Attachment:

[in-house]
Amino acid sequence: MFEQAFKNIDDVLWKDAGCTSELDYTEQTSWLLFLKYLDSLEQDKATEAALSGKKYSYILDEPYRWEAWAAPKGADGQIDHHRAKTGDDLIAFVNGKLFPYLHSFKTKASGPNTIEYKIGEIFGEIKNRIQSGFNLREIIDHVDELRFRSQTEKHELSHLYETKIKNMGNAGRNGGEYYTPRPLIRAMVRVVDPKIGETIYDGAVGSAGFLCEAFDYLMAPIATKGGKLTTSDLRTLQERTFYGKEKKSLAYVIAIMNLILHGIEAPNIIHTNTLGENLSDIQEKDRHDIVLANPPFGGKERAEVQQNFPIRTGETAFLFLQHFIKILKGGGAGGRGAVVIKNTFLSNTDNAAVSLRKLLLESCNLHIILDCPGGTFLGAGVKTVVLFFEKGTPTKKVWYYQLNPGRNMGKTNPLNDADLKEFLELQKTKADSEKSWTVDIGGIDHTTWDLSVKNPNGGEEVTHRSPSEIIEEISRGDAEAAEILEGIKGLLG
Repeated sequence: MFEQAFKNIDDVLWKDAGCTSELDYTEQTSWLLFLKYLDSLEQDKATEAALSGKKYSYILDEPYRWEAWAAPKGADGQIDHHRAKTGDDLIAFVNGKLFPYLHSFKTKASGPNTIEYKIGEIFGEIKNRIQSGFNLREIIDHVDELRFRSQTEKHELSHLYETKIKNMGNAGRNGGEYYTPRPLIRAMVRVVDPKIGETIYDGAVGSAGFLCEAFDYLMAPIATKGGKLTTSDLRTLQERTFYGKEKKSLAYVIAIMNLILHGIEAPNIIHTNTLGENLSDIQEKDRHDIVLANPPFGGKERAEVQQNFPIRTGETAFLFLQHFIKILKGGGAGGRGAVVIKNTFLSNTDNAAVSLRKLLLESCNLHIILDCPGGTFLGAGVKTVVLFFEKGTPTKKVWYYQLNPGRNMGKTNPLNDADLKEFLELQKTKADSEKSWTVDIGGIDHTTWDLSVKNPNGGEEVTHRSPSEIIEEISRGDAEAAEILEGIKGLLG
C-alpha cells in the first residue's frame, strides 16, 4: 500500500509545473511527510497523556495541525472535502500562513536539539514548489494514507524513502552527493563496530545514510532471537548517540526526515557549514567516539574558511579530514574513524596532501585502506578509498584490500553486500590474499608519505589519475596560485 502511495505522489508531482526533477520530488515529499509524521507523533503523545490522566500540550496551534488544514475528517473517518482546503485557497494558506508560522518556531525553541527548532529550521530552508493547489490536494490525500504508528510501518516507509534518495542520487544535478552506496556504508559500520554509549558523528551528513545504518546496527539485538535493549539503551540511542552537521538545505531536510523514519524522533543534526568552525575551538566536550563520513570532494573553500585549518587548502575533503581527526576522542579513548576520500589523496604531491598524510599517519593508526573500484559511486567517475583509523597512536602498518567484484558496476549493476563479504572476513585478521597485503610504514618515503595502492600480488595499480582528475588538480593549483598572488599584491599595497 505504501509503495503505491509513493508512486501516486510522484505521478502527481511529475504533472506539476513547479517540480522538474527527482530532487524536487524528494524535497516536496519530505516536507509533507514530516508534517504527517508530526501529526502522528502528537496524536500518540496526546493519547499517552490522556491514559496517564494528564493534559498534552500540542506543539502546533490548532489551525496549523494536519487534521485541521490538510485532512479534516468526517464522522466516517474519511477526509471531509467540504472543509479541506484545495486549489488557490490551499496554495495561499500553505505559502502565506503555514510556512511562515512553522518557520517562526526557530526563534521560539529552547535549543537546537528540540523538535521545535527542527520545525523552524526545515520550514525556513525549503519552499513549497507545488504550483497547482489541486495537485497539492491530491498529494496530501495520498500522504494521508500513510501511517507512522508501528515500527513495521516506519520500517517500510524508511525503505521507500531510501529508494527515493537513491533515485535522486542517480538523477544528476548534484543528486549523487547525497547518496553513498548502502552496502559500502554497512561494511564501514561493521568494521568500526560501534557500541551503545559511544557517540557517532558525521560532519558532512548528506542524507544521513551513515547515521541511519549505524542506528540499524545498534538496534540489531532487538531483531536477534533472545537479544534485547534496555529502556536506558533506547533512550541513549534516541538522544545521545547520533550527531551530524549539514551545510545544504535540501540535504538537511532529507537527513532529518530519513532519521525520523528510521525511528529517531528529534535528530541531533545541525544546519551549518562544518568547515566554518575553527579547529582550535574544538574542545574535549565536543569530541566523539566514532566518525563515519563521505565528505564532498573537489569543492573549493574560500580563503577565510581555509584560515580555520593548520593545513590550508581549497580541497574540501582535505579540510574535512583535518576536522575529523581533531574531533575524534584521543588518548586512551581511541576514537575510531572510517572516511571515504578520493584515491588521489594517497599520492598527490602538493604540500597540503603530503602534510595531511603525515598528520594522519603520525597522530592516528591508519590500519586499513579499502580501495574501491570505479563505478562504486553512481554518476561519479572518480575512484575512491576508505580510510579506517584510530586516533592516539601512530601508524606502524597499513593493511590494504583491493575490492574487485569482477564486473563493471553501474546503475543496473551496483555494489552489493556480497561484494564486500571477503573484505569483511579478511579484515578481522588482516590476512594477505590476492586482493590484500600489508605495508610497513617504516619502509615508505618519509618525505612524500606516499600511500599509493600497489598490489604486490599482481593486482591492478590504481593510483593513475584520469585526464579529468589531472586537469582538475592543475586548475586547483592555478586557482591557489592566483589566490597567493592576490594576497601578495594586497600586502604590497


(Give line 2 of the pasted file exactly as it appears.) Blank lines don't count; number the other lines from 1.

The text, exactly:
Amino acid sequence: MFEQAFKNIDDVLWKDAGCTSELDYTEQTSWLLFLKYLDSLEQDKATEAALSGKKYSYILDEPYRWEAWAAPKGADGQIDHHRAKTGDDLIAFVNGKLFPYLHSFKTKASGPNTIEYKIGEIFGEIKNRIQSGFNLREIIDHVDELRFRSQTEKHELSHLYETKIKNMGNAGRNGGEYYTPRPLIRAMVRVVDPKIGETIYDGAVGSAGFLCEAFDYLMAPIATKGGKLTTSDLRTLQERTFYGKEKKSLAYVIAIMNLILHGIEAPNIIHTNTLGENLSDIQEKDRHDIVLANPPFGGKERAEVQQNFPIRTGETAFLFLQHFIKILKGGGAGGRGAVVIKNTFLSNTDNAAVSLRKLLLESCNLHIILDCPGGTFLGAGVKTVVLFFEKGTPTKKVWYYQLNPGRNMGKTNPLNDADLKEFLELQKTKADSEKSWTVDIGGIDHTTWDLSVKNPNGGEEVTHRSPSEIIEEISRGDAEAAEILEGIKGLLG